nodes and users, highly autonomous, and can lend themselves to anonymity.

Some historical examples of P2P systems are USENET servers, built on top
of NNTP, and inter-domain routing, built on top of BGP. More recent P2P
systems are file sharing networks such as Gnutella, BitTorrent,
eDonkey/eMule and voice-over-IP applications such as Skype.

While P2P systems are deployed and used on a large scale, many research
questions in the field of P2P remain open. For example, current P2P
systems often form their overlay networks based on application layer
information and ignore the structure and policies of the underlying
network infrastructure. As a result, peers often connect to peers in a
remote network even though an equivalent peer would be available in the
local network. This can lead to the inefficient use of network resources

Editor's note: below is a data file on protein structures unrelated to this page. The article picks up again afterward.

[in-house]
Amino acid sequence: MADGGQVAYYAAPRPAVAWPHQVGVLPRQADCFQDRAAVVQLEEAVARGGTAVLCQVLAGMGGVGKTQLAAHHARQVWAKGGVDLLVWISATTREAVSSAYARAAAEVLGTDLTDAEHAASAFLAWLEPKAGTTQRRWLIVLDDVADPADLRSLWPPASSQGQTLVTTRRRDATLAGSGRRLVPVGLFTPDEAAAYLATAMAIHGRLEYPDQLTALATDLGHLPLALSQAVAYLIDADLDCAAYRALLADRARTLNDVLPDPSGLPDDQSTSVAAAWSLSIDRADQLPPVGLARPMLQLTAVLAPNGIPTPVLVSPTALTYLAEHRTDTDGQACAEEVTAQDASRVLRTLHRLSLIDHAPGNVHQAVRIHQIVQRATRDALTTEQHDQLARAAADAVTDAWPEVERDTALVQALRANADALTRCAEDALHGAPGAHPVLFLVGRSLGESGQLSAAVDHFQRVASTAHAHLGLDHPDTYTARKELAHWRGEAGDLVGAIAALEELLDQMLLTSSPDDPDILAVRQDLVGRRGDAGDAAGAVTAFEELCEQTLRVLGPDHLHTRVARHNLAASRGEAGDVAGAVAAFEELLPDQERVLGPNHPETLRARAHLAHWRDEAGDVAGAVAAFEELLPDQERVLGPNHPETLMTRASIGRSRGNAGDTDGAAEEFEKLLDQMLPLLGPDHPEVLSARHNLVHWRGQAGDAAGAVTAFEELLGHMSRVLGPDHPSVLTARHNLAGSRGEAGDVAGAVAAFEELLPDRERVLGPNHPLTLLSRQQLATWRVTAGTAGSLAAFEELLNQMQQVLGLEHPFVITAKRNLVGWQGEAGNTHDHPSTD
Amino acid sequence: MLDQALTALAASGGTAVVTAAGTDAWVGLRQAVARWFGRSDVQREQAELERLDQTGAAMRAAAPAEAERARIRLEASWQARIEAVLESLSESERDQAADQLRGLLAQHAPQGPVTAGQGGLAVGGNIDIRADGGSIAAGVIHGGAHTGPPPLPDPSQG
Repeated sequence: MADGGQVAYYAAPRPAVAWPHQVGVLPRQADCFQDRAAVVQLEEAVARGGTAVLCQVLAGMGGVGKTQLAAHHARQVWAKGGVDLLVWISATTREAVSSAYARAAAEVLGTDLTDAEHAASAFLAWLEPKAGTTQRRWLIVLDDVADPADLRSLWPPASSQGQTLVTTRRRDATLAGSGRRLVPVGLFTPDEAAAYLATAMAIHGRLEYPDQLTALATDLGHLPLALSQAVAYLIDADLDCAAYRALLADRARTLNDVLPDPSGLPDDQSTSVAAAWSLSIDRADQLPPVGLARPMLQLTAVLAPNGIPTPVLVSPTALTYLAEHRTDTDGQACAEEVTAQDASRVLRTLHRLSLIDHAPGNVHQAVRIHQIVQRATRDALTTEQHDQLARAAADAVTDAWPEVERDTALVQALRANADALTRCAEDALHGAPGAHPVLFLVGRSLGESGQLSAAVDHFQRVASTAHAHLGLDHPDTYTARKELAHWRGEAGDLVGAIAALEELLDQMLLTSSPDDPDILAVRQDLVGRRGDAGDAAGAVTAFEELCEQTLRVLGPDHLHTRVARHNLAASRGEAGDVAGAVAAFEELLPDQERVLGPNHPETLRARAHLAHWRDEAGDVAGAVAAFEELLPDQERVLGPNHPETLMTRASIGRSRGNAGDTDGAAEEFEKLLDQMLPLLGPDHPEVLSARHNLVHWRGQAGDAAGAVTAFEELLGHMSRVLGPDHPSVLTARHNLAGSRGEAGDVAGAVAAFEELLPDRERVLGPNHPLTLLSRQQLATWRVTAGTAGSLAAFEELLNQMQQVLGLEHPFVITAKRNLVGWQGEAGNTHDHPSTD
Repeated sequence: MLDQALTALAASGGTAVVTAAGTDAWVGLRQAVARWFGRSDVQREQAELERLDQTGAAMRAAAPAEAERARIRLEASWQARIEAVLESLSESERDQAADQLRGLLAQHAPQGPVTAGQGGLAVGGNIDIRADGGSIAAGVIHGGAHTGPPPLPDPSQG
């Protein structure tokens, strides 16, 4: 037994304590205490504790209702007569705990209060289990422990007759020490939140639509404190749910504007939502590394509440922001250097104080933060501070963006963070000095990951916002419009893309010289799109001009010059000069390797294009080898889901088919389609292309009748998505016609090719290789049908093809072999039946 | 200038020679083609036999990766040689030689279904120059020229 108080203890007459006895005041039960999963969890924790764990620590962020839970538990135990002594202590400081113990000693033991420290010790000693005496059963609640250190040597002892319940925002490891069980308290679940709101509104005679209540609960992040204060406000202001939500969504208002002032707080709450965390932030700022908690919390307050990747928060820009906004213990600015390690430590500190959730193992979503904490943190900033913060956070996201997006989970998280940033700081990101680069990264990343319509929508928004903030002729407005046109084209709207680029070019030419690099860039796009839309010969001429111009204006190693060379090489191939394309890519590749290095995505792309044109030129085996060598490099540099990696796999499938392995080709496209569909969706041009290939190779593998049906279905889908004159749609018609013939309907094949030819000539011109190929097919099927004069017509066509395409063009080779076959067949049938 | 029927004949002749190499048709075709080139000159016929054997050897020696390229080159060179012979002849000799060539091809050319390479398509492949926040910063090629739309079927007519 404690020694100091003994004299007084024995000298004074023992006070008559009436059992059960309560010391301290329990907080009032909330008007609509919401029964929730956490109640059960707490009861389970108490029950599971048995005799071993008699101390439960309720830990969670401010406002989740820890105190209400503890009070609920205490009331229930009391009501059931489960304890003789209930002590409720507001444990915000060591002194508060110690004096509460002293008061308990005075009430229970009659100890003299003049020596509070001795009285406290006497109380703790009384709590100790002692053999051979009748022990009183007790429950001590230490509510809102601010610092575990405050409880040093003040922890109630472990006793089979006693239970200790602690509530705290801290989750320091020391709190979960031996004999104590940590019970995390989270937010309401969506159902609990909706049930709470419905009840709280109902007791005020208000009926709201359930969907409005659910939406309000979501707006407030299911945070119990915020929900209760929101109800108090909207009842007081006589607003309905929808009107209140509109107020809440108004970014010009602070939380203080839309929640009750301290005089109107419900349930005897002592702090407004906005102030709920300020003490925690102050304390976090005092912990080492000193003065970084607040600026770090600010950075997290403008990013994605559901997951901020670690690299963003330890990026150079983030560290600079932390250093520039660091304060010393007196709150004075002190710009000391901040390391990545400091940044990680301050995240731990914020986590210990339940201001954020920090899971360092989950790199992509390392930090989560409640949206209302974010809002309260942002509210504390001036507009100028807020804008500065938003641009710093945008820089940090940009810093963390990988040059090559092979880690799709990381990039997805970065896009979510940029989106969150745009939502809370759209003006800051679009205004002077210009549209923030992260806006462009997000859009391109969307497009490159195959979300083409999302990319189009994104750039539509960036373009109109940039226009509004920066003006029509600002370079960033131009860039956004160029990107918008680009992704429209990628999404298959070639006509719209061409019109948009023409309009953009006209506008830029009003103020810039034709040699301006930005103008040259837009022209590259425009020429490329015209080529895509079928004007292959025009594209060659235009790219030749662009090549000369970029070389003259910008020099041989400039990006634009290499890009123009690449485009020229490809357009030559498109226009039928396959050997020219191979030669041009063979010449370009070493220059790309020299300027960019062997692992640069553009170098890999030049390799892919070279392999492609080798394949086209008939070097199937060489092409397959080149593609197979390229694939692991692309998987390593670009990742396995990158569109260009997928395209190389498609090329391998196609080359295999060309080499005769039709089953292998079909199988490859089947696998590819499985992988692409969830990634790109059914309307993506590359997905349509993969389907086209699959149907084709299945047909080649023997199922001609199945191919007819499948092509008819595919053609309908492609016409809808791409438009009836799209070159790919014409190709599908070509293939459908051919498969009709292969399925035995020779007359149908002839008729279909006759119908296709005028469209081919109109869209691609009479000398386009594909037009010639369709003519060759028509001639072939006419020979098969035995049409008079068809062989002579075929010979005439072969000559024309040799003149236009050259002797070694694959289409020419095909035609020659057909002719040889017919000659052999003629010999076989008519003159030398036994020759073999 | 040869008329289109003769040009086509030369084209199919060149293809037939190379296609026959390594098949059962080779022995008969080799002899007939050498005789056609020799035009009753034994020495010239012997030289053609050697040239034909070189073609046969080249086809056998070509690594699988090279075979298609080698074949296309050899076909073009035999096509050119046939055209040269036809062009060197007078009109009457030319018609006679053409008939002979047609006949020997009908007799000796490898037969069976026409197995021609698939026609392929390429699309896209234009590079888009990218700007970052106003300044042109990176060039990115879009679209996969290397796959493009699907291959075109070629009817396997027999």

and to conflicts between application- and network-level routing. Another
problem arises from the fact that many different P2P systems are defined
and deployed. It is desirable for users on one system to be able to
reach users on other P2P systems without requiring applications to
implement the mechanisms and protocols of all systems available.
Mechanisms for interconnecting and interoperability between P2P systems
are needed. Many P2P systems are based on distributed hash tables
(DHTs), which implement a distributed storage for key-value pairs. While
DHTs are effective in looking up a specific key, search and information
retrieval in DHTs remain challenging problems. Peer nodes in a P2P
network perform services for other peers. A challenge is therefore to
protect a P2P network against malicious nodes which may try to alter the
service or disable it. Finally, it is interesting to evaluate P2P
systems that are deployed to better understand the performance of
algorithms deployed and the behavior of user. Performance and usage data
is an important foundation for the development of new P2P mechanisms and
architectures. Mechanisms and tools that collect this information from
existing p2p systems are highly desirable.

Overall, the field of P2P technologies presents a number of interesting
challenges which includes new methods for forming P2P application
overlays, interconnecting distinct P2P application overlays, performing